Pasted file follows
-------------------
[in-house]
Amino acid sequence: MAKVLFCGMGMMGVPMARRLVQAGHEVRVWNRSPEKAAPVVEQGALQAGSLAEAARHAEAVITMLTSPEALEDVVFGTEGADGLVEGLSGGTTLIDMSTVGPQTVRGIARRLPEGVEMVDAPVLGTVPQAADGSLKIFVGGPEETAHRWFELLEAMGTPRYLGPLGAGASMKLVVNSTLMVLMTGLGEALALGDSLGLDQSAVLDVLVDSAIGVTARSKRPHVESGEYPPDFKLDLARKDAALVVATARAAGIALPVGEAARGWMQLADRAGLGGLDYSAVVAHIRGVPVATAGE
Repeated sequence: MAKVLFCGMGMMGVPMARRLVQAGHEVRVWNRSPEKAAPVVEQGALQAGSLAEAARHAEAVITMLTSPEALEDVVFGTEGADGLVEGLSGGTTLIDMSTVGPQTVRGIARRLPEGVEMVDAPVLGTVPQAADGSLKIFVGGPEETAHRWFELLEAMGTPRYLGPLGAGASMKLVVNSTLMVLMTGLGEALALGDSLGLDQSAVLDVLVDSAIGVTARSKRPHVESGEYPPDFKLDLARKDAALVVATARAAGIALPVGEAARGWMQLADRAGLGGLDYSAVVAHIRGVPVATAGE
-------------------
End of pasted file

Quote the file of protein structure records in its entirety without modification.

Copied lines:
[in-house]
Amino acid sequence: MAKVLFCGMGMMGVPMARRLVQAGHEVRVWNRSPEKAAPVVEQGALQAGSLAEAARHAEAVITMLTSPEALEDVVFGTEGADGLVEGLSGGTTLIDMSTVGPQTVRGIARRLPEGVEMVDAPVLGTVPQAADGSLKIFVGGPEETAHRWFELLEAMGTPRYLGPLGAGASMKLVVNSTLMVLMTGLGEALALGDSLGLDQSAVLDVLVDSAIGVTARSKRPHVESGEYPPDFKLDLARKDAALVVATARAAGIALPVGEAARGWMQLADRAGLGGLDYSAVVAHIRGVPVATAGE
Repeated sequence: MAKVLFCGMGMMGVPMARRLVQAGHEVRVWNRSPEKAAPVVEQGALQAGSLAEAARHAEAVITMLTSPEALEDVVFGTEGADGLVEGLSGGTTLIDMSTVGPQTVRGIARRLPEGVEMVDAPVLGTVPQAADGSLKIFVGGPEETAHRWFELLEAMGTPRYLGPLGAGASMKLVVNSTLMVLMTGLGEALALGDSLGLDQSAVLDVLVDSAIGVTARSKRPHVESGEYPPDFKLDLARKDAALVVATARAAGIALPVGEAARGWMQLADRAGLGGLDYSAVVAHIRGVPVATAGE